New Britain Liveaboard Diving

Febrina

from US$ 441 / day
9.2 "Superb"

Papua New GuineaUS$3,130 from

The MV Febrina is perfect for smaller groups of divers wanting to explore some of the most species diverse reefs on Earth, held in Papua New Guinea. Each of the 7 cabins features an en-suite and AC.

    Febrina

    What To Expect On A New Britain Liveaboard

    Liveaboards in New Britain, or "Niu Briten" as it's known in the local lingo, give divers of all levels the chance to explore secluded coves encircled by steep cliffs, white-sand beaches fringed by reefs and bountiful outlying coral formations, that are only accessible to dive by liveaboards in Papua New Guinea, as few of the island's roads reach the coastline. Formed thousands of years ago by the violent eruption of undersea volcanoes, the waters around this mostly jungle-clad island are also dotted with ship and plane wrecks that testify to the island's importance as a major battle zone during two world wars.

    Liveaboard diving in New Britain will take you along the northern coast of Papua New Guinea (PNG), to dive psychedelic reefs, drift diving along vertigo-inducing ocean walls, and exploring coral-encrusted sea mounts that disappear down into the inky depths of the Pacific. While along the south coast the rainforest grows right down to the calm lagoon waters filled with all manner of remarkable critters, which are fringed by a coral barrier abounding with life.

    New Britain Underwater

    A dive safari around the island of New Britain you will encounter a huge variety of marine life. Bizarrely-shaped hard corals and soft species in every hue are intermingled with an abundance of barrel and elephant sponges, and an assortment of nudibranchs and tropical fish. At some spots along your dive cruise, especially when there's a bit of current, you should get to hang out with eagle rays, big Dogtooth tunas, barracudas, and the resident grey reef sharks, and you never know when you'll catch a glimpse of a passing sperm whale out in the blue, or a rare sighting of a dugong, cousin of the manatee, among the seagrass in the shallows. Without a doubt, you'll get to play among a selection the wrecks that date from the earliest skirmishes of WWI through closely fought battles of WWII.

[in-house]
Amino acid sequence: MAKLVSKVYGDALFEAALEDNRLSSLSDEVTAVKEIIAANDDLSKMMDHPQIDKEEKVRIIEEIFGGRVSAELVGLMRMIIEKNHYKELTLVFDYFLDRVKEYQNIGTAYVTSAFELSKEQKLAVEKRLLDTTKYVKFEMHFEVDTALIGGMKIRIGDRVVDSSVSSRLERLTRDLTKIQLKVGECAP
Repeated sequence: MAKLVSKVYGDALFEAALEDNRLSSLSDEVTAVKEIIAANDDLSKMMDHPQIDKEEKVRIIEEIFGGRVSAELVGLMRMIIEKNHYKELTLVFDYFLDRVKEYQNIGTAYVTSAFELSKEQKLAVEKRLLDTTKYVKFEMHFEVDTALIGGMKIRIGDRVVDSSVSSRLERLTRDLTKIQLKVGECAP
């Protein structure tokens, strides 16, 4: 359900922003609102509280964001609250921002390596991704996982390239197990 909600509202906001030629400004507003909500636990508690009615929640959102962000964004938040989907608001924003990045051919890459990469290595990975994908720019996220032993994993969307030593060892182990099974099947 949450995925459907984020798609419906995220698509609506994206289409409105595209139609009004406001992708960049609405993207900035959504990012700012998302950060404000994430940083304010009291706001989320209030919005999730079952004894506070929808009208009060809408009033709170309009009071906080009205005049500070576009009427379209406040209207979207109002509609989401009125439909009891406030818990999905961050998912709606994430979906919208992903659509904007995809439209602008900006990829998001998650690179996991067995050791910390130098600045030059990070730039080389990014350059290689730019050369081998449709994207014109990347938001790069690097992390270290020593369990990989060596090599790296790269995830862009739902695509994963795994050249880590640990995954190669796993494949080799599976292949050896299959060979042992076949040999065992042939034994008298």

Dive Sites Of New Britain

    As you'd expect with an island in the south Pacific, New Britain has a multitude of dive sites to choose from.

    One of the "must see" diving regions of New Britain is the large Kimbe Bay, off the northern coast of the island. A definitive biodiversity hotspot, the calm waters hide a wonderland of tropical sea life both large and small, including more than two-thirds of all Indo-Pacific fish species among the famous off-shore sea mounts and myriad of reefs.

    Lolobau Island at the east end of the Kimbe Bay in the Bismark Sea, is home to exquisitely pristine reefs and sea mounts with all the reef and pelagic life you'd expect, and if you are you are very lucky you may even get to enjoy the spectacle as spinner dolphins stop to play.

    Tavui Point is the tip of a large, mostly submerged volcanic crater, offshore from east end of New Britain. Imposing 1,000-meter (3,000-foot) cliffs encircle the popular liveaboard diving spot known as the Submarine Base, as Japanese subs sidled right up to edge of the reef during WWII. This area offers superb shallow diving amid the flat coral gardens and along the edge of a vertical wall plunging to the depths, awash with schools of tropical fish, pelagics, and sharks, as well as nudibranchs, shrimp, eels and psychedelic corals.

    Rabaul's Simpson Harbour boasts all kinds of WWII wreckages of both boats and aircraft, from when the bay served as the primary Japanese Naval base in the South Pacific. Relatively calm seas year around, often-unbelievable visibility, and depths ranging from just 5 to 50 meters (15 to 150 feet) make diving these wrecks accessible to all divers.

    Top Tips For Divers

    A dive safari here will not disappoint at any time of year, as the smart liveaboard boats in New Britain move their sailing route from northern sites when it gets rainy, to enjoy the drier weather and better conditions to be found on southern itineraries.

    Be smart with your packing as national airlines are pretty strict on their weight limits for checked baggage, and take important dive gear, such as that sturdy but heavy regulator and dive computer in your carry-on bag.

    Getting To New Britain

    The best and only way to truly explore New Britain is by a liveaboard in Papua New Guinea. Depending on the time of year, dive cruises will depart from either Walindi or Rabaul. There are regular flights to both Rabaul and Kimbe (Hoskins airport) from the main international airport in the nation's capital, Port Moresby.

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